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Tagged: ogg vorbis

iRepair and Rockbox give new life to my iPod

I have a third generation 40 GB iPod. In the past year, I’ve hardly used it for two reasons. First and foremost, the battery was pretty much dead. I couldn’t get more then a few subway rides of play time or a few minutes of transfer time to my computer. Second, I decided to re-rip my CD library into Ogg Vorbis — a free, lossy audio codec. The iPod doesn’t support Ogg formats.

Oh, and a few months ago, it stopped booting.

I began searching for new digital audio players without much luck. I couldn’t find anything with the quality of hardware in the Apple devices and software compatibility with GNU/Linux and Ogg codecs. (Well, Cowon came close, until I realized their devices were running Windows CE.)

The other option was Rockbox — free software firmware for digital audio players. Rockbox runs on iPods and supports Ogg formats, but when I tried it back in the fall, it wasn’t working consistently on my model (though it ran fine on my brother’s newer iPod). I decided to pull my iPod out of the closet and give it one more shot. A user in the #rockbox IRC channel, BigBambi, helped me to troubleshoot the boot issues I was having. I reinstalled the bootloader and upgraded to the latest version of Rockbox and it’s working now! It also has some nice features that the stock Apple firmware doesn’t, like plug-in support and fade-outs. Rockbox doesn’t require any fancy (or proprietary) database either, it just reads files off the disk, so it’s super easy to transfer my music library over.

Except that my battery would die after about two minutes of transfer.

I went to the Apple Store, and they suggested a third-party retailer in terms of price and having the batteries for my old model in stock. I headed down to College and Spadina and was directed towards a store called iRepair. I found the store, just west of Bathurst street at 492 College.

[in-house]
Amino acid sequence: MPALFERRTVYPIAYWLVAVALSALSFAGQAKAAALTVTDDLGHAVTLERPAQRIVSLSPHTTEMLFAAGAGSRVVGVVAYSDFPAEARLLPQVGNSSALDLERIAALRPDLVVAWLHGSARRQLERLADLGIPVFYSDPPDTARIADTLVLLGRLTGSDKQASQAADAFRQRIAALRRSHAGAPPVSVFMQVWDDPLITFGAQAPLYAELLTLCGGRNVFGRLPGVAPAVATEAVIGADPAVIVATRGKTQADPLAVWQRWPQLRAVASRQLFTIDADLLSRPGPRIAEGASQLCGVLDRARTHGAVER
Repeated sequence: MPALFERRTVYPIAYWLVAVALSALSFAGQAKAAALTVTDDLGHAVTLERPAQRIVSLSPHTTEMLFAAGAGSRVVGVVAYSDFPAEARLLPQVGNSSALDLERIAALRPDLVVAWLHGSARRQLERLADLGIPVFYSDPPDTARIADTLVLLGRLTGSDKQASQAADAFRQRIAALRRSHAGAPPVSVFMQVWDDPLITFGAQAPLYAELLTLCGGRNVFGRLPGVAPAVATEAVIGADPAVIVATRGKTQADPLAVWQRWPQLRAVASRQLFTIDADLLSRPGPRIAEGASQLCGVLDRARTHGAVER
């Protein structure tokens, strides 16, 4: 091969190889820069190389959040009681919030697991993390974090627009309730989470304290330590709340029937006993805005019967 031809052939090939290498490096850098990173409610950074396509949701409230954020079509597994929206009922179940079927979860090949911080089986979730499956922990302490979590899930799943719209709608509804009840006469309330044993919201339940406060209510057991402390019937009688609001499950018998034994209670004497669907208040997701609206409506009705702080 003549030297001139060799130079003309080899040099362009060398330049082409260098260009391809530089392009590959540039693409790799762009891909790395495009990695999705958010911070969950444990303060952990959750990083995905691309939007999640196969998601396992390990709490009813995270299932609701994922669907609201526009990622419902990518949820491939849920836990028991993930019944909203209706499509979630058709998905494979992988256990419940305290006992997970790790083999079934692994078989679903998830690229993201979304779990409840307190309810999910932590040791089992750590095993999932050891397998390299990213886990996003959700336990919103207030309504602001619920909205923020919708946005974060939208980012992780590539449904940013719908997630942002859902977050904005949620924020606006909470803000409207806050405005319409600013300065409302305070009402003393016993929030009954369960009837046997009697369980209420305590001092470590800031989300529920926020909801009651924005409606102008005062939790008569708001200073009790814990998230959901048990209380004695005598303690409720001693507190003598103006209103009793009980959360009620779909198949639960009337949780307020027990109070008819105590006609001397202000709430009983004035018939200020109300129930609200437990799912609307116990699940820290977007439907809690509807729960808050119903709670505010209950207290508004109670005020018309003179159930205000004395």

Two minutes and $45 later, my iPod had a new battery. With a one-year warranty.

I was extremely impressed at how easy and inexpensive it was! Most people buy new iPods when their batteries wear out. I’ve had my iPod since June 2004. Now, with new firmware and a new battery, I may just be able to get another four years out of it. 🙂

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Encoding to Ogg Vorbis using a GStreamer pipeline – vorbisenc plugin quality property

I’ve been eager to transition my music library from the proprietary patent-ridden MP3 format to Ogg Vorbis, and since my iPod died a few months back, I’ve decided to make the move. I’ve read up on Ogg Vorbis and learned that it’s best to re-rip my CDs, since converting from one compressed audio format to another is a bad idea.

In Ubuntu 8.04, I tried using Rhythmbox and Sound Juicer to rip my CDs. They both use the same settings, making use of a GStreamer pipeline, and I encountered a problem with the quality setting. The Vorbis format uses a quality setting of -1 to 10, instead of measuring quality by bitrate. I wanted to use a Vorbis quality setting of 6. I went to Edit -> Preferences and clicked “Edit” under the “Format” heading. I selected “CD Quality, Lossy” (Ogg Vorbis) and the GStreamer pipeline read:
audio/x-raw-float,rate=44100,channels=2 ! vorbisenc name=enc quality=0.5 ! oggmux

0.5 seemed ridiculously low, so I changed it to 6. Which didn’t work. I googled around, sifted through man pages, baffled at what this quality setting should be set at… didn’t it use the standard Vorbis quality scale? It did, but in a stupid way.

Eventually, I went in search of the Gstreamer documentation, and found this description of the quality property for the vorbisenc plugin:

Specify quality instead of specifying a particular bitrate.

Allowed values: [-0.1,1]

Default value: 0.3

Who decided to make the scale one tenth of the actual standard? *sigh* Ah well, now I know how to use it and it’s working wonderfully! Here’s my new pipeline:
audio/x-raw-float,rate=44100,channels=2 ! vorbisenc name=enc quality=0.6 ! oggmux

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